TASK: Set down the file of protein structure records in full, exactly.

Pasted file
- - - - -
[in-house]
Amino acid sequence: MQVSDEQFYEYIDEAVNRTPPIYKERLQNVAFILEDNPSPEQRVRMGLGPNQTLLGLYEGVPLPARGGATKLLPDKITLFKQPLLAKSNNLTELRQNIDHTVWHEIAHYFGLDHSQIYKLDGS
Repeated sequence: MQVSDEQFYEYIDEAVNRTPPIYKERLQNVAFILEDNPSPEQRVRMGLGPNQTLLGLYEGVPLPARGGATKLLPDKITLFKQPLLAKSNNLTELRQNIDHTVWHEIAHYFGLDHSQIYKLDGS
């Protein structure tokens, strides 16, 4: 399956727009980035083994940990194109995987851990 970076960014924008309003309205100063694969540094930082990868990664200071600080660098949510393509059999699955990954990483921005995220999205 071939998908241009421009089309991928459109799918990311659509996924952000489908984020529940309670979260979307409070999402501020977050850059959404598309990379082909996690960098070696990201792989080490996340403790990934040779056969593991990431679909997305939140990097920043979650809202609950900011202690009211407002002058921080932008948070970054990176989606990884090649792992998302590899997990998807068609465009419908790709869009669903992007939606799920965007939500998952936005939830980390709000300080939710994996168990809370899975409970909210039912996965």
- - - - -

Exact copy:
[in-house]
Amino acid sequence: MQVSDEQFYEYIDEAVNRTPPIYKERLQNVAFILEDNPSPEQRVRMGLGPNQTLLGLYEGVPLPARGGATKLLPDKITLFKQPLLAKSNNLTELRQNIDHTVWHEIAHYFGLDHSQIYKLDGS
Repeated sequence: MQVSDEQFYEYIDEAVNRTPPIYKERLQNVAFILEDNPSPEQRVRMGLGPNQTLLGLYEGVPLPARGGATKLLPDKITLFKQPLLAKSNNLTELRQNIDHTVWHEIAHYFGLDHSQIYKLDGS
């Protein structure tokens, strides 16, 4: 399956727009980035083994940990194109995987851990 970076960014924008309003309205100063694969540094930082990868990664200071600080660098949510393509059999699955990954990483921005995220999205 071939998908241009421009089309991928459109799918990311659509996924952000489908984020529940309670979260979307409070999402501020977050850059959404598309990379082909996690960098070696990201792989080490996340403790990934040779056969593991990431679909997305939140990097920043979650809202609950900011202690009211407002002058921080932008948070970054990176989606990884090649792992998302590899997990998807068609465009419908790709869009669903992007939606799920965007939500998952936005939830980390709000300080939710994996168990809370899975409970909210039912996965």